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Arithmetic in Prolog

In the previous sections, the examples are non-numerical. In this section, we will use is/2 built-in predicate. This predicate is predefined as an infix operator. The is/2 predicate is placed between the two arguments.

If the first argument is an unbound variable, the predicate is/2 are mostly used. The goal A is -4.2 which shows that A is bound to number -4.2, and the goal succeed.

Arithmetic expression or number can be expressed by the second argument.

For example

In arithmetic expression, any variables must already be bound. The value of these variables must be numerical. The value of arithmetic expression bounds the variable of first argument. If it is not, an error message will be generated as result.

In arithmetic expression, + - * / symbols are special type of infix operator, and these operators are also known as arithmetic operators. In Prolog, operators are used as predicates but here operators are functions and these operators return a numerical value.

Arithmetic expressions can include variables, numbers, operators, and arithmetic functions. These will be written in parentheses with their arguments. These will return numerical values just like the arithmetic operators.

For example: Square bracket of 25.

The minus(-) arithmetic operator is used as a binary infix operator, which is used to describe the difference of two numerical values like A - 2. It is also used as a unary prefix operator, which is used to describe the negative of a numerical value like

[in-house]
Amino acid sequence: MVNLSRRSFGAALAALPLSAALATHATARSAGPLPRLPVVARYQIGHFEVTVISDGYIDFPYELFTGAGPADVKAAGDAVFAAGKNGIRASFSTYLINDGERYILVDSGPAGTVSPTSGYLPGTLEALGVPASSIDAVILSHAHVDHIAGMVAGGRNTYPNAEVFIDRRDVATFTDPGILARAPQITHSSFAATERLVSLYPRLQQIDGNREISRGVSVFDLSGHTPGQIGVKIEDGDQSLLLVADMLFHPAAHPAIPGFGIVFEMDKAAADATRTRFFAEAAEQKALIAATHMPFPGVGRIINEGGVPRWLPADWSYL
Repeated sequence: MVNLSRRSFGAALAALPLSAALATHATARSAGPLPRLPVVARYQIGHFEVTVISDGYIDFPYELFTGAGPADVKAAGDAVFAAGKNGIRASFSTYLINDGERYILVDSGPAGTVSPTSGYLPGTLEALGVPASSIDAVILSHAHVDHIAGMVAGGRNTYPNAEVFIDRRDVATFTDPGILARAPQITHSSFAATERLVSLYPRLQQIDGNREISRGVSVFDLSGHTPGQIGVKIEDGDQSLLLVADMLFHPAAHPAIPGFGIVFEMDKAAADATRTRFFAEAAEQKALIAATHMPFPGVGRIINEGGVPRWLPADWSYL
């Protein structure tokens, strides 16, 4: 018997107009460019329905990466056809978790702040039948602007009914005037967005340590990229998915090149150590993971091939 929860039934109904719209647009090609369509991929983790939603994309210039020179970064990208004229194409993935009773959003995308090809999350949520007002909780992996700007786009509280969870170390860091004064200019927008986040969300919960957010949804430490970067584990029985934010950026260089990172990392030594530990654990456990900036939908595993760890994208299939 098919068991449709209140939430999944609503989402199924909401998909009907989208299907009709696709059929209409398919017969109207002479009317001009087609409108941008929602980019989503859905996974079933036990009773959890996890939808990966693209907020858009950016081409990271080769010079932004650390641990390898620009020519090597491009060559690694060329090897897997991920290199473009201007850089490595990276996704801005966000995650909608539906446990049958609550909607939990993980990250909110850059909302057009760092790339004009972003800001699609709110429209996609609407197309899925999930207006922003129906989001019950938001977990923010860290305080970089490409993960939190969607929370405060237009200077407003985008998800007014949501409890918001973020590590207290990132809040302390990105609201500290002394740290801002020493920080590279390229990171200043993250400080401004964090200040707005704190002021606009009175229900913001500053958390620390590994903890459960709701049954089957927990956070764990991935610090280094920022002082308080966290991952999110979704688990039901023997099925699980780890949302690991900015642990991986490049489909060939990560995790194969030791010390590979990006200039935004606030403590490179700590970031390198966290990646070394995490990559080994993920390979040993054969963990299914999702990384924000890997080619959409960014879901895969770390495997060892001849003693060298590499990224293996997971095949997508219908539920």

Arithmetic functions and Arithmetic operators available in Prolog are shown in the following table:

Example:

The is predicate is used in the normal way. The first argument can be a bound variable or a number with numerical value. In two arguments, the numerical values are calculated. If these values are equal, the goal succeeds. It fails if these values are not equal.

The goal A is A + 1 will always fail, whether or not A is bound.

A different approach is used to increase a value by one.

?- increase(4).

no

?- increase(4, A).

A = 5

Relational Operators

The relational operators are =:=, >, <, >=, =/=, =<. The relational operators compare the values of two arguments. If the first argument's value is equal to, greater than, less than, greater than or equal to, not equal to, less than or equal to the value of second argument, the goal succeeds. Both arguments can be arithmetic expression, bound variable or numbers.






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